High Stress Associated with Negative Health Behavior: Study

We’ve reported previously on the negative effects stress can have on personal health:

  • “Numerous studies show that job stress is far and away the major source of stress for American adults and that it has escalated progressively over the past few decades.” See piece here.
  • The  American Diabetes Association states: “Many long-term sources of stress are mental. Your mind sometimes reacts to a harmless event as if it were a real threat. Like physical stress, mental stress can be short term: from taking a test to getting stuck in a traffic jam. It can also be long term: from working for a demanding boss to taking care of an aging parent.” See piece here.
  • And in the UK: “stress and sedentary working remain the UK’s greatest productivity drains.” See piece here.

Now a new study published in the Journal of Occupational and Environmental Medicine finds that “High stress is associated with negative health behavior.”

Indeed, one finding: People who reported higher stress levels used the wellness center facilities less than those who didn’t report higher stress levels. In other words, these respondents took less advantage of a key opportunity to help counteract the negative effects of stress.

The study, titled “High Stress and Negative Health Behaviors: A Five-Year Wellness Center Member Cohort Study,” examined “the association between having a high stress level and health behaviors in employees of an academic medical center.”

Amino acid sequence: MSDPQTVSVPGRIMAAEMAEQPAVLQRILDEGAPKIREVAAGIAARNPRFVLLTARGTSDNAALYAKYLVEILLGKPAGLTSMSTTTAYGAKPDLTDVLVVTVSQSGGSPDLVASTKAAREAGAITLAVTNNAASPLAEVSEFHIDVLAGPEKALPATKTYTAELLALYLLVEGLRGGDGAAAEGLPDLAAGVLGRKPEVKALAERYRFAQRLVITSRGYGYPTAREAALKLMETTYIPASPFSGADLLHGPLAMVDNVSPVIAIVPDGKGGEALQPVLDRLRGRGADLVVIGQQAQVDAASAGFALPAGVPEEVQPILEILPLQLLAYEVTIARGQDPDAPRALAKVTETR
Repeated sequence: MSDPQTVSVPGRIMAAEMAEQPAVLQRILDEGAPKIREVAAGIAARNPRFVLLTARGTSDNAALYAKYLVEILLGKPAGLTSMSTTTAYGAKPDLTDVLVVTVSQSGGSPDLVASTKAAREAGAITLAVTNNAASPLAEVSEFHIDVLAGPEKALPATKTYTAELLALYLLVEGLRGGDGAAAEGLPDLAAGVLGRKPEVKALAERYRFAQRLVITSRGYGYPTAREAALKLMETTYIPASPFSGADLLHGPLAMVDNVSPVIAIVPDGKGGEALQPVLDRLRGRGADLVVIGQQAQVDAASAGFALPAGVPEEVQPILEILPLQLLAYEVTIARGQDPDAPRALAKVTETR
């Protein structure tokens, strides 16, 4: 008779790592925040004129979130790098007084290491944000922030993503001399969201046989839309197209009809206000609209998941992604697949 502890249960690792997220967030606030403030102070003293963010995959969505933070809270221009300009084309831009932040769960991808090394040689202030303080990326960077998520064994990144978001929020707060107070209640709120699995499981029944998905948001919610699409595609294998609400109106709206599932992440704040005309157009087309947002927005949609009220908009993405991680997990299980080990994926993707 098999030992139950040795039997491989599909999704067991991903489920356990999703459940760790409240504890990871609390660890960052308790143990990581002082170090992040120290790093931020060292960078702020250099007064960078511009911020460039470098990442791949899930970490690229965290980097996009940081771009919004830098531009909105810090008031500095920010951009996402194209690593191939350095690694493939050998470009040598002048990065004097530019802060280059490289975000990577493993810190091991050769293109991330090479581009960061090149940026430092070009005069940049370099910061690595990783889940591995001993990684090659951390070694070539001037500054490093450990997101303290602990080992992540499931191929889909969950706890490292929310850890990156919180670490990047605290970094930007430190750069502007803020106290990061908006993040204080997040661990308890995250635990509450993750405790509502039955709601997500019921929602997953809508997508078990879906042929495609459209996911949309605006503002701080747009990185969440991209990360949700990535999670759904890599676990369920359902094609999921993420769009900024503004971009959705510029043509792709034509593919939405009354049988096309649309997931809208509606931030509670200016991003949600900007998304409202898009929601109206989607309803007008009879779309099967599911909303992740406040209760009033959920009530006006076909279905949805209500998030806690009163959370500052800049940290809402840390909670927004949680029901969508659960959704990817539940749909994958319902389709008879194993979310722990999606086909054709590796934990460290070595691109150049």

According to HealthLeaders Media: “Researchers measured stress and health behaviors (exercise, nutrition, sleep, etc.) by examining the results of series of five annual surveys administered to employees at Mayo Clinic who had access to a wellness center. The annual survey was completed by 676 worksite wellness members between 2009 and 2013.”

“The research showed a significant relationship between the stress levels of an employee and four quality of life domains:”

  • Poor physical health
  • Low mental health
  • Poor nutritional habits
  • Lower perceived overall health

The study states: “The worksite wellness center facility provides wellness programs, education, and research for employees, volunteers, and retirees of an academic medical center… All programs are delivered by a team of certified health and wellness specialists, wellness coaches, and group fitness instructors who are focused on positive support and sustainable behavior change.”

HealthLeaders Media reports: “Employees who reported the high stress levels and perceived poor quality of life also reported the lowest usage of wellness programs.”

Said Matthew Clark, PhD, lead author of the study and resiliency expert at the Mayo Clinic Healthy Living Program: “It’s important to teach individuals to monitor their stress levels over time and practice effective, ongoing stress-reduction strategies.”

As the study concludes: “Clearly, stress is an important issue, and effective strategies need to be tailored for high stress health care center employees, as they appear to be less likely to use a wellness center, have negative health behaviors, and have poor perceived health.”